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Reply #2: "Throughout history, more people have been slaughtered in the name of religion or its ... [View All]

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Jim__ Donating Member (1000+ posts) Send PM | Profile | Ignore Mon May-09-11 12:47 PM
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2. "Throughout history, more people have been slaughtered in the name of religion or its ...
... ideological derivatives than for any other cause."

That's a somewhat commonly held belief; but I'd like to see some documentation on that. Here's a counter argument based on actual research:

To my knowledge there has only been one attempt to actually quantify religion's role in war-making throughout human history. As part of a special they were airing on the subject, the BBC asked Dr. Greg Austin, a research Fellow in the Department of Peace Studies, University of Bradford, to investigate religion's role in the history of war. Austin, with the help of colleagues Todd Kranock and Thom Oommen, conducted the War Audit, where they evaluated all the major conflicts over the past 3,500 years -- 73 wars in all. The wars were rated on a 0-5 scale for religious motivation, with 5 indicating the highest religious motivation. So for example, The First and Second Punic Wars (264-241 and 218-201 BC respectively) rated a 0, while the Crusades (1097-1291) rated a 5. While conceding that subjectivity always plays some role in these sorts of assessments, Austin and colleagues, nevertheless, maintained that the general trend they observed was "beyond debate" (p. 12).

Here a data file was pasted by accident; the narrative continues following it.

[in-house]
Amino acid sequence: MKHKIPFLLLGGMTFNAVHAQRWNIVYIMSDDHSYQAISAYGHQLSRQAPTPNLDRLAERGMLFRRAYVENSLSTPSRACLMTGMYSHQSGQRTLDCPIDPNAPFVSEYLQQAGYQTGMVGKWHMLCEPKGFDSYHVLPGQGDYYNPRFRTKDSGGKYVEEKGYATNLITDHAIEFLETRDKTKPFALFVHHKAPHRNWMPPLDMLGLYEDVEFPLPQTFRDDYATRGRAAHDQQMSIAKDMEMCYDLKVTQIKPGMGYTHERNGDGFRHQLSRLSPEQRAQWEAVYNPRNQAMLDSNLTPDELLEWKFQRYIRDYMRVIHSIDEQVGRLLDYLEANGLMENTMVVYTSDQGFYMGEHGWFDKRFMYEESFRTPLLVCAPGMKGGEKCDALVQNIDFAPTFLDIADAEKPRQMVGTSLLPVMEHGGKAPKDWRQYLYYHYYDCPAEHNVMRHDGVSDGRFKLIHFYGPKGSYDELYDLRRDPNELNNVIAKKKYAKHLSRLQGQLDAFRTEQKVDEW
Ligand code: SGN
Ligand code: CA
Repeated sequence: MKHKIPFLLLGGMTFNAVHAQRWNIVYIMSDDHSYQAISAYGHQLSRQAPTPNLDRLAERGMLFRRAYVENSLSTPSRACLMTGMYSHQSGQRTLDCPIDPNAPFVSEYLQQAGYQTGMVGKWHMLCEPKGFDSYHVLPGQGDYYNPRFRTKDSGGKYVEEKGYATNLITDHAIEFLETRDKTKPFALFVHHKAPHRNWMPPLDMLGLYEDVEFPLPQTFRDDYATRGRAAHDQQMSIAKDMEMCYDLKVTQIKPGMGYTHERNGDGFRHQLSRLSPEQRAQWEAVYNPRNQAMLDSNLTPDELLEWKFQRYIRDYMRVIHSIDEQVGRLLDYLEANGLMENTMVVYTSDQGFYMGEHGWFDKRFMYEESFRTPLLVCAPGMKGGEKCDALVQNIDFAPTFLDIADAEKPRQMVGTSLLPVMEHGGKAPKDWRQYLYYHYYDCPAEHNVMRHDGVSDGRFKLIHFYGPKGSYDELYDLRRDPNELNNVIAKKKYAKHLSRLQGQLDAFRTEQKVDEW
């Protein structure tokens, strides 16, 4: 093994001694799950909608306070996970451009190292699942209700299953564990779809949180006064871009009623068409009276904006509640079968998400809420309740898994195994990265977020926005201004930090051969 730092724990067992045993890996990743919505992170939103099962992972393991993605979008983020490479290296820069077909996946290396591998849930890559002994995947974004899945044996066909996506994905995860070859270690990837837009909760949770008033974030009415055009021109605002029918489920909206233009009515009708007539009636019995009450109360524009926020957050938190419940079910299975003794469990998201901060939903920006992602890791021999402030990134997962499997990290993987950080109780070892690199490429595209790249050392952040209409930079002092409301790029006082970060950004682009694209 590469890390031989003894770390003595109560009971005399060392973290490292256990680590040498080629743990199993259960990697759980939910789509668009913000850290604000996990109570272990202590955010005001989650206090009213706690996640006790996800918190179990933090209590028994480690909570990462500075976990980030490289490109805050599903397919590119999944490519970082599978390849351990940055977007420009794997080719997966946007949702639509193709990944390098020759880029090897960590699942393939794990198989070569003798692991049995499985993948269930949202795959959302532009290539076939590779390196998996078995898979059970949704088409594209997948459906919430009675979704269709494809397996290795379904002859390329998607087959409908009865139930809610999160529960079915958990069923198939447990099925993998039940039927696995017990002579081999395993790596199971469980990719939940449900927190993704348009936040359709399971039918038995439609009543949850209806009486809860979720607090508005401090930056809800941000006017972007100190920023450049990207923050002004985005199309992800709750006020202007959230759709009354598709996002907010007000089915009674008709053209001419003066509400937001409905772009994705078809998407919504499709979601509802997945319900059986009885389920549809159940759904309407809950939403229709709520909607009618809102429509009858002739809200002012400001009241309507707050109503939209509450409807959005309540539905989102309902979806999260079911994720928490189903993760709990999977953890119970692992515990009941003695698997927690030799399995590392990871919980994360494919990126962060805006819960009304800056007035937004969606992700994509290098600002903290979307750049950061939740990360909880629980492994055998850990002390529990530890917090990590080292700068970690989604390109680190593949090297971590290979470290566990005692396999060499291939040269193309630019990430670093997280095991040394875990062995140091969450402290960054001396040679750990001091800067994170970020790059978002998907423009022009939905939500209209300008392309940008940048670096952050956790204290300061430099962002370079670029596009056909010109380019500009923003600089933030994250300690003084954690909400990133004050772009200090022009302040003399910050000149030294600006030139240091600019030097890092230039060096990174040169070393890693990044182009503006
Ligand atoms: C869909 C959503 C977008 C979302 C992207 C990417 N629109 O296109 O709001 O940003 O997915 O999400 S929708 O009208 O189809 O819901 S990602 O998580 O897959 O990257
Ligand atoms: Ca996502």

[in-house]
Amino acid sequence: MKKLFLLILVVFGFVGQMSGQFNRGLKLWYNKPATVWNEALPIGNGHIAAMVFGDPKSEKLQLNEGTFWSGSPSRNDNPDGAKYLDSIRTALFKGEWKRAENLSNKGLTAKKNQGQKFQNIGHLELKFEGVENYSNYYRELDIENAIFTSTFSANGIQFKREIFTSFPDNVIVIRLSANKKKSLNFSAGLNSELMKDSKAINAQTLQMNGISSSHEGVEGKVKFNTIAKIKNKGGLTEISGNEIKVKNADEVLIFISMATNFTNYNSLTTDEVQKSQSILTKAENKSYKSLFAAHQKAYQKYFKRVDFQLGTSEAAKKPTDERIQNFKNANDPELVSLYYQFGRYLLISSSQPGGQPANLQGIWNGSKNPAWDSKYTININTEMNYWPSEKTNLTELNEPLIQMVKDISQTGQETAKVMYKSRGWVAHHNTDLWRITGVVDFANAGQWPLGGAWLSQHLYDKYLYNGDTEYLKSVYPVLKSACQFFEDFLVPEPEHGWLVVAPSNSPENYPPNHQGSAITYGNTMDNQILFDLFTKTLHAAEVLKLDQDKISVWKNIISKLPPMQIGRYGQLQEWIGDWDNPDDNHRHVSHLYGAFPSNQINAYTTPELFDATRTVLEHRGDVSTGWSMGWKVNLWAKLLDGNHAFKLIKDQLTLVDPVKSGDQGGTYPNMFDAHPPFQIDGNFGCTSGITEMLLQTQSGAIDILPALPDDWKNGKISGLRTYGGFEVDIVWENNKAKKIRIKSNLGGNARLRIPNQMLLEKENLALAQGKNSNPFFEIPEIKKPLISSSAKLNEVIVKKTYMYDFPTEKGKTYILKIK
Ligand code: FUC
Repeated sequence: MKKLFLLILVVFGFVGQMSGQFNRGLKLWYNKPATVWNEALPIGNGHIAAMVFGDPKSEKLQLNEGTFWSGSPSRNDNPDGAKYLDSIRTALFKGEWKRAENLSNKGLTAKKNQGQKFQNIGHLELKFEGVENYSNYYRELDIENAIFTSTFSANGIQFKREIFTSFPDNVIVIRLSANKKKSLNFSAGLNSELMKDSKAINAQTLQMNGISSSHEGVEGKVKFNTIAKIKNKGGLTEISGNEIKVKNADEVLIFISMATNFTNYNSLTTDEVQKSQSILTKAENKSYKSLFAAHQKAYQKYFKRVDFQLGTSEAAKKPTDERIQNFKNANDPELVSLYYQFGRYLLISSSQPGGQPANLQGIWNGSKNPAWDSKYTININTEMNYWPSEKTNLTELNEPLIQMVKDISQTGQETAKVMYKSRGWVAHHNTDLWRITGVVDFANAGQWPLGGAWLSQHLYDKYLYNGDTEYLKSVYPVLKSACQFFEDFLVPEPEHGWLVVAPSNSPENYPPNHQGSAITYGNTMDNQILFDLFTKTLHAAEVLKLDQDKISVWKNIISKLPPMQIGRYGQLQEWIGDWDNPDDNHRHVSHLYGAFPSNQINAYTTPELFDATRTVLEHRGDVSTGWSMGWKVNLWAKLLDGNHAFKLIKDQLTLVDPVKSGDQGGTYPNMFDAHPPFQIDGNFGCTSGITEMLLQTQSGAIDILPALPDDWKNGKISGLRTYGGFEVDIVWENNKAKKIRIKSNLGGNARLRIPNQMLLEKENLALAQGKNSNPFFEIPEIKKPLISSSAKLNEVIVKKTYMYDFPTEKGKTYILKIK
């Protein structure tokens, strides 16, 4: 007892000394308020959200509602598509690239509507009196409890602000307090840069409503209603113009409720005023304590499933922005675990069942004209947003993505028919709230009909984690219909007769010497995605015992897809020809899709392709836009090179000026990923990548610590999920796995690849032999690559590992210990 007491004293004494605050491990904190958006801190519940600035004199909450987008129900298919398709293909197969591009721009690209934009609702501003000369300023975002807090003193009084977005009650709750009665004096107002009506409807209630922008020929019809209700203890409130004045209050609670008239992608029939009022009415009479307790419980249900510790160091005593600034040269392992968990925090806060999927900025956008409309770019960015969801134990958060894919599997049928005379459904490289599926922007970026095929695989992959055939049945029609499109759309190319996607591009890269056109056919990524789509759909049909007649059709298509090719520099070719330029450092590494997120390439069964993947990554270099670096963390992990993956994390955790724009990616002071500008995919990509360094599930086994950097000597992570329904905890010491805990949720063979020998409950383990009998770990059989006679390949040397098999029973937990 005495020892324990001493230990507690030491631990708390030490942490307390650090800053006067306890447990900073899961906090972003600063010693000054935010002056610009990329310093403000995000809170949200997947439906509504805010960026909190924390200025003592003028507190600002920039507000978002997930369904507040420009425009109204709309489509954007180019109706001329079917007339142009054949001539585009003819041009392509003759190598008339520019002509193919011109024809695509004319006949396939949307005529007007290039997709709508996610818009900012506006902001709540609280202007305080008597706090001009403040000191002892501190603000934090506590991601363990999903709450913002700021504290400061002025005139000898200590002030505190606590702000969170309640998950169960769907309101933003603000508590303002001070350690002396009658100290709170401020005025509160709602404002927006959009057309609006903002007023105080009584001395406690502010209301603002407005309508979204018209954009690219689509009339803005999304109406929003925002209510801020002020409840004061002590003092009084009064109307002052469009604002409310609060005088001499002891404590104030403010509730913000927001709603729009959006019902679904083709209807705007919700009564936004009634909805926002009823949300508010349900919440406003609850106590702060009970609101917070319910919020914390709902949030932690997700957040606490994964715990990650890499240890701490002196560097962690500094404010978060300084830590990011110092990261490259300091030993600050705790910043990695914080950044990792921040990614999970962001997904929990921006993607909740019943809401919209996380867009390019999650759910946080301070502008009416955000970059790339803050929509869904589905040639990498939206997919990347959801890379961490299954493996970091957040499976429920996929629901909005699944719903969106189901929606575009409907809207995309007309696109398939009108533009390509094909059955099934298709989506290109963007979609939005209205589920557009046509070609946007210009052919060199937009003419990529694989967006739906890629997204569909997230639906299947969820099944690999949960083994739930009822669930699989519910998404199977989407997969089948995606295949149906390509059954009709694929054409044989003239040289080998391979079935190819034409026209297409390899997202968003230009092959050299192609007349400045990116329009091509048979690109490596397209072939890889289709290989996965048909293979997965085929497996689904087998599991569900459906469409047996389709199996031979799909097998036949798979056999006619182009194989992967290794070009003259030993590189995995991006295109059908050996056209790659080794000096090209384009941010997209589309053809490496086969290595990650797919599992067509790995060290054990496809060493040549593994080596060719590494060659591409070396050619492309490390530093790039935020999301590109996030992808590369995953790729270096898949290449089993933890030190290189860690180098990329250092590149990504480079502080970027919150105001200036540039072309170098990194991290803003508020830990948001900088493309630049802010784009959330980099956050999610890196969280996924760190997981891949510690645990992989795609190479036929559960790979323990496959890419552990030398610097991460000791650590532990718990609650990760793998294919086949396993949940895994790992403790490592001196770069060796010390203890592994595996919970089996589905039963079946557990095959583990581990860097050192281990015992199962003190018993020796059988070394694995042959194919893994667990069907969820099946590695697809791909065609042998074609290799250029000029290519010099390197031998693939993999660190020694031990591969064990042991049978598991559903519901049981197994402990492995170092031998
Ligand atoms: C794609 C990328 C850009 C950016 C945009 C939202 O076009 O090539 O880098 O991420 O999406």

Brace yourselves, those for whom religion equals war. The majority of all wars (44/73 or 60 percent) had no religious motivation whatsoever -- a zero rating. Only three wars -- the Arab conquests of 632-732, the much ballyhooed Crusades, and the Reformation Wars of the 16th and 17th centuries - earned a 5, and were thus considered to be truly religious wars. Only seven wars earned a rating of 3 or more -- less than 10 percent. Thus, the vast majority of all wars involved either no religious motivation or only a modest one. The authors concluded by noting that "there have been few genuinely religious wars in the last 100 years. The Israel/Arab wars were wars of nationalism and liberation of territory" (p. 16).

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